3AC co-founder Zhu Su filed an affidavit in Bangkok, Thailand on Aug. 19 accusing Teneo of misleading the Singapore High Court about 3AC’s corporate structure. Zhu says 3AC may therefore not be able to comply with Teneo’s requests for information, risking contempt of court – with consequences of up to imprisonment for 3AC officers! Threaten us to have a good time, okay. [Bloomberg]

Trade is falling

Cryptocurrency “digital banking platform” Nuri GmbH – formerly known as Bitwala – filed for bankruptcy on August 9. The company blames COVID-19, Russia’s invasion of Ukraine, cooling capital markets and, oh yes, the collapse of UST/Luna and Celsius. Nuri reassures clients that the funds are safe. Nuri laid off 20% of its employees two months ago. [Reuters; Nuri blog post]

India’s Law Enforcement Directorate has frozen 3.7 billion rupees (about $46 million) held by bankrupt crypto lender/exchange Vauld. The ED was investigating Yellow Tune Technologies in relation to the Chinese loan sharking scandal that hit WazirX – which may or may not be the Indian branch of Binance – a few weeks ago. The ED says Yellow Tune Technologies has helped companies launder their proceeds in crypto, with help from Flipvolt, a local Vauld entity. [The Block]

Binance continues to operate in the Netherlands without a license, despite repeated warnings. Binance enjoyed a “competitive advantage” by not paying fees to the regulator, De Nederlandsche Bank, and skipping compliance costs. It had started breaking the rules in May 2020. Binance was fined EUR 3,325,000 by DNB in ​​July. The initial fine in April was 2 million euros. Binance has now started the registration process. [Coindesk; DNB, PDF, in Dutch; DNB notice from April, in Dutch; FT, archive]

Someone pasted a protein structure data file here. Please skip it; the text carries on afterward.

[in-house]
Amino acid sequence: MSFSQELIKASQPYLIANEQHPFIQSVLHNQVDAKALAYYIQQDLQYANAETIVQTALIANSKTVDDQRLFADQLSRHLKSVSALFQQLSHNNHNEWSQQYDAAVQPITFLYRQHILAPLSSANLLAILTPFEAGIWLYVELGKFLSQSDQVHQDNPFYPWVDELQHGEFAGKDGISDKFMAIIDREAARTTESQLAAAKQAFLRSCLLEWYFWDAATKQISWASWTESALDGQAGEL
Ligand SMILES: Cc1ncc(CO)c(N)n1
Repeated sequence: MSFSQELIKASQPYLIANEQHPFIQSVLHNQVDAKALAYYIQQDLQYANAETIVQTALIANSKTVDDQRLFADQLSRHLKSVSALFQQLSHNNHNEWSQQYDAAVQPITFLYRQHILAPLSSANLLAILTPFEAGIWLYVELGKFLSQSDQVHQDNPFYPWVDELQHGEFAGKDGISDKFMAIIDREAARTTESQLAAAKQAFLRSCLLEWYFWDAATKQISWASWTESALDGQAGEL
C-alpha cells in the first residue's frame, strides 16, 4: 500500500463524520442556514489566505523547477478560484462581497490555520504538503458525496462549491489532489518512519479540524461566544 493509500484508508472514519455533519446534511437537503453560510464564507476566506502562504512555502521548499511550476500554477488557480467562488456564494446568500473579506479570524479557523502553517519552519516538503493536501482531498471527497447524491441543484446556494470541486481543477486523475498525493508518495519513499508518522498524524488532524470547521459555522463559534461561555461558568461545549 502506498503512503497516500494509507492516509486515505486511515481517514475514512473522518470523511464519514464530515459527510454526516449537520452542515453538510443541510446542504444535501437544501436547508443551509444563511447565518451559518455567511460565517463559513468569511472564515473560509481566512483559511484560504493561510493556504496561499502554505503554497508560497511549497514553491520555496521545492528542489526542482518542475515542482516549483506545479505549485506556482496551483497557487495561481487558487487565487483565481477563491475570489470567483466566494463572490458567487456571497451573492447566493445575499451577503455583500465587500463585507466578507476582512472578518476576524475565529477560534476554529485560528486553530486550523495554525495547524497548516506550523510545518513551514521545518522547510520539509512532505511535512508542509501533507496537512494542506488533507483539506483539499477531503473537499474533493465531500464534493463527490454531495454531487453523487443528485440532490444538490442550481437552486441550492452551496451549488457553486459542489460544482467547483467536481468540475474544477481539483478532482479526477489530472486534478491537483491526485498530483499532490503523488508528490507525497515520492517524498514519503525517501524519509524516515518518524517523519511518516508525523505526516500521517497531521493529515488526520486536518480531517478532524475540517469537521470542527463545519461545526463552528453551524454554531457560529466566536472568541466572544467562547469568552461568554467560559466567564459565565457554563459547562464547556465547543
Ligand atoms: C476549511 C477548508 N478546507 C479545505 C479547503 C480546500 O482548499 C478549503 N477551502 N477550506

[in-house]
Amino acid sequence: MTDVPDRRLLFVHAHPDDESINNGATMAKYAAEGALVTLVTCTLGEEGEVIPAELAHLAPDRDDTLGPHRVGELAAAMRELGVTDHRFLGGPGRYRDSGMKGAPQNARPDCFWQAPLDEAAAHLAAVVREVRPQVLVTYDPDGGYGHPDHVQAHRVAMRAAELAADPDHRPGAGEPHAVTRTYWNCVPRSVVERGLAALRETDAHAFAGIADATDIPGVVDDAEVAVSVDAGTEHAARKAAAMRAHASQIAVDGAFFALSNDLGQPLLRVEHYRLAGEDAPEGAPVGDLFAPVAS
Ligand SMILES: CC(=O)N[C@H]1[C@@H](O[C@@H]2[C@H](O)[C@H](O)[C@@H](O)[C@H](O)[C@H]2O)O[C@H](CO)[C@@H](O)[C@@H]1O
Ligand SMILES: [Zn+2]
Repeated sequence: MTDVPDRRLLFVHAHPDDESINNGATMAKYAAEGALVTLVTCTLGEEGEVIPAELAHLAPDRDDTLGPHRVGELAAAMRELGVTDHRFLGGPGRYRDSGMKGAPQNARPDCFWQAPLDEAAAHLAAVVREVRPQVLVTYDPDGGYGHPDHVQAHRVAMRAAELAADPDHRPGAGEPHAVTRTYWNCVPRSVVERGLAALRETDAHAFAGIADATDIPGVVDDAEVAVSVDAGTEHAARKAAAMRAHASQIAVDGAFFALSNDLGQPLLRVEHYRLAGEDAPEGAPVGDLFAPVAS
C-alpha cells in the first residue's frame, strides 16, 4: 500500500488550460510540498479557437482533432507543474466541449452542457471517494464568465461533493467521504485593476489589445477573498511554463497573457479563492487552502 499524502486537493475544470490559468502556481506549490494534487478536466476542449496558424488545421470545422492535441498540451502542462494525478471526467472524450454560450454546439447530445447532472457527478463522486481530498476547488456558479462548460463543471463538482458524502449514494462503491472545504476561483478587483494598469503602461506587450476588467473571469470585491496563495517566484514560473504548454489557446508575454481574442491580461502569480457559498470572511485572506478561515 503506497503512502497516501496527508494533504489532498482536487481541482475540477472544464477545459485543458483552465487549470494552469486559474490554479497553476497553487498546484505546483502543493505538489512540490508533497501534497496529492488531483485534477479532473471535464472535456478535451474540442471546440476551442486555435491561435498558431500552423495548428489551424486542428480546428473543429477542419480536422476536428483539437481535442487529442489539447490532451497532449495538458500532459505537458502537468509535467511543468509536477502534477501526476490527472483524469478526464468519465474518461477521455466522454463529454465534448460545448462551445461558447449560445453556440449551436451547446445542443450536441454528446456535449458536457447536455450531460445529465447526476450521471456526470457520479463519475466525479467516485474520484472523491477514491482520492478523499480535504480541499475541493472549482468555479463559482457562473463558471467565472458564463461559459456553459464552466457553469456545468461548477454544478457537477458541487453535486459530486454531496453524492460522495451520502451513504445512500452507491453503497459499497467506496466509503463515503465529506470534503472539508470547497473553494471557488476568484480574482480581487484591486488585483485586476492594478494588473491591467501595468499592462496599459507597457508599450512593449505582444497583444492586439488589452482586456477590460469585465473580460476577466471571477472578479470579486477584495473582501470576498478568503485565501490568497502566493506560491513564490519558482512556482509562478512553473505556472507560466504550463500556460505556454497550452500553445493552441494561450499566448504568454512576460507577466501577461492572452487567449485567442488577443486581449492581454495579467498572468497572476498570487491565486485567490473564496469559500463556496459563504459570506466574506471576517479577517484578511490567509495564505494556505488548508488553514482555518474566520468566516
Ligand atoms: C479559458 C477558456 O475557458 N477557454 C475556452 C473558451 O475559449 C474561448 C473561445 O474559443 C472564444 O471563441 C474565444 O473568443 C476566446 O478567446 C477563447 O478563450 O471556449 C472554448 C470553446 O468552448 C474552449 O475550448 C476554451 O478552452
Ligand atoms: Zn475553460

German “savings fintech” Rubarb is broke. The company was run by Fabian and Jakob Scholz, nephews of Chancellor Olaf Scholz. Rubarb entered DeFi in March 2022 and had 40 million in degrees Celsius. Fabian Scholz assures his clients that the funds are safe. [Business Insider, in German; FinanceFWD, in German]

Hotbit, a crypto exchange registered in Hong Kong and Estonia, suspended operations on August 10 – and it was not because they were playing DeFi markets. Hotbit management employee who left in April 2022 joined a dubious group GameFi project in 2021 and mixed project funds with Hotbit funds, so law enforcement assumed the exchange was in on the scam. The exchange can’t work as long as all the money is frozen in the survey – but they promise the funds are safe. [Hotbit, archive; Hotbit, archive; Hotbit, archive]

So what happens next?

is all of this (we wave our hands at anything that catches fire) … the end for crypto?

We think it’s obvious that bitcoins and cryptos will be around for decades. All you need is software, blockchain data, and two or more enthusiasts.

But no one cares about the basic technical definition – they’re in it for the money and the convoluted system of people who could make money for them.

Will crypto continue to be a financial instrument on which you can win and lose fortunes? It’s a regulatory issue.

The original use case for bitcoin was money that could evade government scrutiny. A decade later, this is still the use case for crypto.

Of course, governments can be boring and stupid. But we don’t think that circumventing regulations is really sustainable in the long term.

We therefore foresee increasing regulation of crypto as it is a financial instrument. When you touch real money, you must follow the real money rules. This should surprise no one.

Genuine Zimbabwe Hundred Trillion Dollar Bills are over $100 in mint condition. We say ‘authentic’ because they’re popular enough that you need to watch out for counterfeits. So there is hope for bitcoin!